Griggs County Fair

The Griggs County Fair Board is the governing body of the Griggs County Fair.  The current members include:

President, Dr. Vernon Knudson

Vice-president, LeRoy Jungels

Secretary, John Swenson (Griggs County Extension Agent)

Treasurer, Dale Donat. 

Other members include: Mrs. Carrol (Maxine) Torgerson, Mr. Barry Olsen, Mrs. Kenny (Mae) Monson, Mrs. Curtis (Bebe) McCardle, Joe Zimprich, Ingvard Haugen, Harvey Benson, Rodney Brekken, and honorary member, Aldo Iverson.

The fair consists of two main divisions.  Participants may enter their exhibits either in the open class division or the 4-H division.

The open class division is open to any resident of Griggs County and includes a variety of classes, including livestock, home economics (canning, baking, arts, crafts, and textiles).  There were 101 entries in the open class division for the 1981 fair.

The 4-H Division is open to any enrolled 4-H member of Griggs County.  Classes in the division include livestock crops, home horticulture, woodworking, electricity, arts and crafts, photography, health and safety, home economics.  There were 439 entries in the 4-H division in the 1981 fair.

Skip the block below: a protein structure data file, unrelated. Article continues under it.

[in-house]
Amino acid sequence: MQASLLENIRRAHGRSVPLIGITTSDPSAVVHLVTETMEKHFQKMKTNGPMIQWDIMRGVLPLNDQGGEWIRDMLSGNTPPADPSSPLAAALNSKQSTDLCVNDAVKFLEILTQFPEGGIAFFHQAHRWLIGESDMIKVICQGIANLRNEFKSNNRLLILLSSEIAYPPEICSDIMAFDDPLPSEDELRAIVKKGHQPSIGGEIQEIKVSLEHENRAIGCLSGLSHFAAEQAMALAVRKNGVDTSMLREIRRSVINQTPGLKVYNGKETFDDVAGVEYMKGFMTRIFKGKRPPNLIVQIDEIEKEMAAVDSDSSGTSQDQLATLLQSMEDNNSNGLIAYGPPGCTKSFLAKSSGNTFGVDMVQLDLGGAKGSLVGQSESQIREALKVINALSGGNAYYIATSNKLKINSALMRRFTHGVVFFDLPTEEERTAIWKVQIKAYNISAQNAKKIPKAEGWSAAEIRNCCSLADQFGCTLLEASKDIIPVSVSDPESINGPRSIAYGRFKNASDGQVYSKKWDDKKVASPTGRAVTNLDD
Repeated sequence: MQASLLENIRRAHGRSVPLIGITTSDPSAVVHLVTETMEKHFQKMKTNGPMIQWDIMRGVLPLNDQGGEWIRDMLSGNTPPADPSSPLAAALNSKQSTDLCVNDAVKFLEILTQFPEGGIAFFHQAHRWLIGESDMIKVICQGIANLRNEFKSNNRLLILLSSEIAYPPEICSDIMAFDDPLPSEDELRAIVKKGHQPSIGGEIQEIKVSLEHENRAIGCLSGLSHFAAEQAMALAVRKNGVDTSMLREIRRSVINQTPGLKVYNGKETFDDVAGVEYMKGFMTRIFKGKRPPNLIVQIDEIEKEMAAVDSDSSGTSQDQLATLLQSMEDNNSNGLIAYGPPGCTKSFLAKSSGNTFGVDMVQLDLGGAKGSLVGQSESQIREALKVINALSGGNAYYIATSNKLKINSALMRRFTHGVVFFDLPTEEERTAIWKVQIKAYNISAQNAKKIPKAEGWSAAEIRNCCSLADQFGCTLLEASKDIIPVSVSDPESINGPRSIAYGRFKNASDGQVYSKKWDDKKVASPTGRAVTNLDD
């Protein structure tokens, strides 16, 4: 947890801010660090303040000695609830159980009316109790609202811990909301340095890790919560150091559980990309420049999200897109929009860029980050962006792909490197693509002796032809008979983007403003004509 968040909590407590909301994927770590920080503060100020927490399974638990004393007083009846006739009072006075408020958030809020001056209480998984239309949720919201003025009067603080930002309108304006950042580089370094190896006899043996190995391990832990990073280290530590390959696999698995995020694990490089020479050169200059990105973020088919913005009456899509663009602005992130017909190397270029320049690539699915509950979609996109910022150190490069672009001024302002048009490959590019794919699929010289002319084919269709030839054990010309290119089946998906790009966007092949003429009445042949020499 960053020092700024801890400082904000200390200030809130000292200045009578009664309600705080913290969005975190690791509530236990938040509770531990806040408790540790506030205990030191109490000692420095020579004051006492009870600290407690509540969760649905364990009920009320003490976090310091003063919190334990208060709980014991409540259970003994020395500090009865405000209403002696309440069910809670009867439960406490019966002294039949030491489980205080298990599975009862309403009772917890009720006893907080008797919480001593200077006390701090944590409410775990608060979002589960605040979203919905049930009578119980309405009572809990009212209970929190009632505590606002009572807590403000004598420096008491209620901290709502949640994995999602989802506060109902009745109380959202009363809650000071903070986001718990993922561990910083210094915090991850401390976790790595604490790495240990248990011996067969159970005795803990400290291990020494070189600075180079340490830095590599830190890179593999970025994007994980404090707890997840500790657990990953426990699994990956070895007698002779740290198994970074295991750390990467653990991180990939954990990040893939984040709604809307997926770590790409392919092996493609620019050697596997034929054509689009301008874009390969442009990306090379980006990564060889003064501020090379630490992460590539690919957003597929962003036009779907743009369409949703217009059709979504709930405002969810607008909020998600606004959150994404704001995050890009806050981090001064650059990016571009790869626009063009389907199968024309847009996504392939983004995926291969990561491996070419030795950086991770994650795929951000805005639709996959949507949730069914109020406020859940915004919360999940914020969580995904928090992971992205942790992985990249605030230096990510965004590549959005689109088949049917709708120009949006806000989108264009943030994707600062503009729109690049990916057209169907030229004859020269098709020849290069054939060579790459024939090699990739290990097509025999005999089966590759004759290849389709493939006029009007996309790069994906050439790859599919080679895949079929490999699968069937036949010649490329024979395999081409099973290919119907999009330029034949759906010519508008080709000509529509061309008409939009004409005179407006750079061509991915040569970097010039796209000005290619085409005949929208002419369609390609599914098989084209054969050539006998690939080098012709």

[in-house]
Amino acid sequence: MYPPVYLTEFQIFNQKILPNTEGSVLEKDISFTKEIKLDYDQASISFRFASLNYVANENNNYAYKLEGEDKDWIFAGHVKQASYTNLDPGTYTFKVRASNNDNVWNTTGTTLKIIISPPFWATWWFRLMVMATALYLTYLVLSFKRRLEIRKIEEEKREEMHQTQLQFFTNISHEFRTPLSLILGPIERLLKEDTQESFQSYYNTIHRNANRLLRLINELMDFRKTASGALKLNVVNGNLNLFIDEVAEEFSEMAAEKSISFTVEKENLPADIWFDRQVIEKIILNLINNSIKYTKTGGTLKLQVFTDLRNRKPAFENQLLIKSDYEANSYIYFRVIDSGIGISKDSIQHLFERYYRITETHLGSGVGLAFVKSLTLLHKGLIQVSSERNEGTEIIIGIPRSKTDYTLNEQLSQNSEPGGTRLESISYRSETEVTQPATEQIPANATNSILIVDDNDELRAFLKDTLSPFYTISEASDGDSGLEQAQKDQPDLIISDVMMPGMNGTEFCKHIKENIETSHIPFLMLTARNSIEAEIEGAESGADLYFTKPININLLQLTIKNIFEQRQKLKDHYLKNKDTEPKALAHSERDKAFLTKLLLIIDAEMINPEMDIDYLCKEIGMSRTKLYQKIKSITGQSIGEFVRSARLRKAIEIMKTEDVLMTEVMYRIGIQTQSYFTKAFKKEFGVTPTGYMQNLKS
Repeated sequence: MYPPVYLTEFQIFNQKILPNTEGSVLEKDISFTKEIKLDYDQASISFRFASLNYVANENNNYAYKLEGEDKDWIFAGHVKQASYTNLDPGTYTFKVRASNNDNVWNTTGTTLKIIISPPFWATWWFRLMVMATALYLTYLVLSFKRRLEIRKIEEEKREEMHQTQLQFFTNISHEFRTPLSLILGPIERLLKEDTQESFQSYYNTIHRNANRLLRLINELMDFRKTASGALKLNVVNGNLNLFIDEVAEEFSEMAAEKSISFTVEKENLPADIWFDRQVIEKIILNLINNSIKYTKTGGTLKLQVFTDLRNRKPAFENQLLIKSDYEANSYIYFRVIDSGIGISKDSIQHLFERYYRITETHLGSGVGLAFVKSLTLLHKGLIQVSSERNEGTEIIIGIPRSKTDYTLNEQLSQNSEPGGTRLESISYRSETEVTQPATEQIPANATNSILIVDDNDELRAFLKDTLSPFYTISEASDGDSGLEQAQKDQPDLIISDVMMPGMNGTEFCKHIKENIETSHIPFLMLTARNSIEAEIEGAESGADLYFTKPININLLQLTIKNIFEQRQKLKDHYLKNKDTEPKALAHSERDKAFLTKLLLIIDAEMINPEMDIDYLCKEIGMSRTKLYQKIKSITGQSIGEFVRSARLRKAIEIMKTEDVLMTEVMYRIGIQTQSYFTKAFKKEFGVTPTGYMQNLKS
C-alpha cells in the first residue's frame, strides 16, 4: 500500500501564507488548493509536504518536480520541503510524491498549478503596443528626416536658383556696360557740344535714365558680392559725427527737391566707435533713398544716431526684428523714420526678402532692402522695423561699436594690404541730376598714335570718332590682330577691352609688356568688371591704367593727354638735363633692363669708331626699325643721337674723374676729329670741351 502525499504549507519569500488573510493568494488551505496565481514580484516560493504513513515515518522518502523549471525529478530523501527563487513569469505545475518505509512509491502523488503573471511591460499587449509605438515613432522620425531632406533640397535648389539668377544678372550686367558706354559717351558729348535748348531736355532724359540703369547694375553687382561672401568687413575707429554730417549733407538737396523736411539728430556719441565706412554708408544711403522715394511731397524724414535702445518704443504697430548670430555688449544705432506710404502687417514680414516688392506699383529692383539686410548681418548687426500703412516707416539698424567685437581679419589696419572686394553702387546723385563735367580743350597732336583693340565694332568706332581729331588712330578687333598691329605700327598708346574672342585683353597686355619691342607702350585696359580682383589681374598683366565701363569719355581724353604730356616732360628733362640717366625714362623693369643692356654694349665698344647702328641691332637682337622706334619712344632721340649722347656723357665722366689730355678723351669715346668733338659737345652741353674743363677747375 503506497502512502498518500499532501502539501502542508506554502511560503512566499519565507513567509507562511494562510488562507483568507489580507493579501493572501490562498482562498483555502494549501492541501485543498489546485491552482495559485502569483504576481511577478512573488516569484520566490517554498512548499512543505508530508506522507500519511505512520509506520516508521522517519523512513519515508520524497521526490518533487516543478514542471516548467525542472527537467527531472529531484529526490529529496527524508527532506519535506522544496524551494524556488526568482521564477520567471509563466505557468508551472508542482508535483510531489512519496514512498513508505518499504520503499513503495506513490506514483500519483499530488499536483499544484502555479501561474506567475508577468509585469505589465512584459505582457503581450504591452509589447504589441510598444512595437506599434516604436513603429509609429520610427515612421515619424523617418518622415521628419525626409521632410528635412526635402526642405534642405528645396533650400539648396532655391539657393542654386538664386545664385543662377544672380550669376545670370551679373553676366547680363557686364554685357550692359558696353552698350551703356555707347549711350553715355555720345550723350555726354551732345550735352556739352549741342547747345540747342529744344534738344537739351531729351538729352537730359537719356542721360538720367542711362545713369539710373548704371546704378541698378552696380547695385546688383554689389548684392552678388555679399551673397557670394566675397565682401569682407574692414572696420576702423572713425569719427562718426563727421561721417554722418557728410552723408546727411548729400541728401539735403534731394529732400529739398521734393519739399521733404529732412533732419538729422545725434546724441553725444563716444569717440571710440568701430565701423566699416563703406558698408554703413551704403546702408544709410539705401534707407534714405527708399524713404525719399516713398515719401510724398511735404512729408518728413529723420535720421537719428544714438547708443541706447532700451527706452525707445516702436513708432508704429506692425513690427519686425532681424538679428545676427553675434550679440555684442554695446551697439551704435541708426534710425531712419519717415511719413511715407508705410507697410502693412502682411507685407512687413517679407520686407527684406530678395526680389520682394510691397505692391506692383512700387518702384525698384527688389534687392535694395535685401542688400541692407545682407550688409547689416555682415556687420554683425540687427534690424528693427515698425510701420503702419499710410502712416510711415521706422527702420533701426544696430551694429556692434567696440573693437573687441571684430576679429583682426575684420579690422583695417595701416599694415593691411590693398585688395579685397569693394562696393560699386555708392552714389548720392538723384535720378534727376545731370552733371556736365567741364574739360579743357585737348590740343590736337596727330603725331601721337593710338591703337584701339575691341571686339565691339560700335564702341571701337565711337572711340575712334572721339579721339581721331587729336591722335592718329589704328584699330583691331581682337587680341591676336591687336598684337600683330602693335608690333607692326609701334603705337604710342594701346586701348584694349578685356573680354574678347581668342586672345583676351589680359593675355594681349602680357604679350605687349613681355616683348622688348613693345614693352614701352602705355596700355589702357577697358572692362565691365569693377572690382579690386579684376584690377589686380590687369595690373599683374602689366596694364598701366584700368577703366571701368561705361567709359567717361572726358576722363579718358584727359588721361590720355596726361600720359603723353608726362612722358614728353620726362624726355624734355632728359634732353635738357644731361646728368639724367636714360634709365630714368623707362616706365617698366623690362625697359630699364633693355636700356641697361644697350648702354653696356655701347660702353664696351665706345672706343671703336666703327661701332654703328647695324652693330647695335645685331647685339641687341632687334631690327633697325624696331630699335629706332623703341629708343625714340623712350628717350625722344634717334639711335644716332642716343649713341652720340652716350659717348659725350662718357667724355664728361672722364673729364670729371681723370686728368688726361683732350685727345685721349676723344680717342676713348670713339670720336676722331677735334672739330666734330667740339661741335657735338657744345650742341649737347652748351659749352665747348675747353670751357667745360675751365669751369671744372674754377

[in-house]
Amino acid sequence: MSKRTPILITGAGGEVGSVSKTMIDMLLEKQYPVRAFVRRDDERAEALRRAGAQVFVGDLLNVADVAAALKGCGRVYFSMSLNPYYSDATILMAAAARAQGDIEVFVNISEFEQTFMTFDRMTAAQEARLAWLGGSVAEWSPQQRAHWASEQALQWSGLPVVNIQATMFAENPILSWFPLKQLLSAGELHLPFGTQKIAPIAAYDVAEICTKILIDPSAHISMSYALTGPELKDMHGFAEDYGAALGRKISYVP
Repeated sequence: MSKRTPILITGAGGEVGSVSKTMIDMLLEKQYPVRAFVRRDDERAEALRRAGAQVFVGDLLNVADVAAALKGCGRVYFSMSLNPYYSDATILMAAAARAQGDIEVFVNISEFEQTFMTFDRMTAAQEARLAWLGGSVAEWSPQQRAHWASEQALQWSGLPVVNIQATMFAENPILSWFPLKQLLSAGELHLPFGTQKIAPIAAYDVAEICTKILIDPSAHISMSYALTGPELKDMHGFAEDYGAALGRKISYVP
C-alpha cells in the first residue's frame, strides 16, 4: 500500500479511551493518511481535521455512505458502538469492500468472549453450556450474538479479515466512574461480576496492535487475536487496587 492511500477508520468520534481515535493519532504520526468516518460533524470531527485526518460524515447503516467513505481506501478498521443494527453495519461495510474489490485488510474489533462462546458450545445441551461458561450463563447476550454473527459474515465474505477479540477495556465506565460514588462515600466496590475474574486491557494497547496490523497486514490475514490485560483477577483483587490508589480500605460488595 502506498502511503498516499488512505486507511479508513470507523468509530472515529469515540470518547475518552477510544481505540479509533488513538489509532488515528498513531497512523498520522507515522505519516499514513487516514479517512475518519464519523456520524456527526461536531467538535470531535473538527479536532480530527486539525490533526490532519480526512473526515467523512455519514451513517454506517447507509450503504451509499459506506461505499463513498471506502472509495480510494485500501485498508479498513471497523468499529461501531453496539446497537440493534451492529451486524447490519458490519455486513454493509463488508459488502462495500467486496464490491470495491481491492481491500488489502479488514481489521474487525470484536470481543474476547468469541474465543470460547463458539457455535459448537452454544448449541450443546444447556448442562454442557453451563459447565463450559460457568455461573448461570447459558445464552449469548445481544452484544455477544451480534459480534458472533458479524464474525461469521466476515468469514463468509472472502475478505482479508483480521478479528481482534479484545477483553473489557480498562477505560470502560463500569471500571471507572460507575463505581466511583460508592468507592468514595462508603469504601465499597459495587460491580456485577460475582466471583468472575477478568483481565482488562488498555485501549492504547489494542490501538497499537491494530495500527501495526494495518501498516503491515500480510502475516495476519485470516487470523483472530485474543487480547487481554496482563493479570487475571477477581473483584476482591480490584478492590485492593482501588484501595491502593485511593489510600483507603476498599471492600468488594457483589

The Griggs County Fair is held during the second weekend in July.  Various events, which are scheduled during the fair days, include the Ladies Luncheon and Style Show, Livestock and Home Economics Judging Contest, Tasting Bee, Hobby Show, Fiddlers' Contest, Carnival, Parade, Square Dancing, and the 4-H Premium Sale.  A large event scheduled during the fair is the Miss Griggs County Pageant.  The queen chosen at this event reigns over the festivities of the fair and participates in the Miss North Dakota Contest. The pageant was started in Griggs County five years ago.

The fair barn is the only remembrance of the early fairs.  It was first used in 1919.  At the early fairs, horse racing was a major attraction.  The racetrack can still be seen, but the grandstand burned in 1962.  The Griggs County Fair has gone through many changes in its long history and still remains a social gathering place for farmers and townspeople.

Source: Cooperstown, North Dakota 1882-1982 Centennial Page 228

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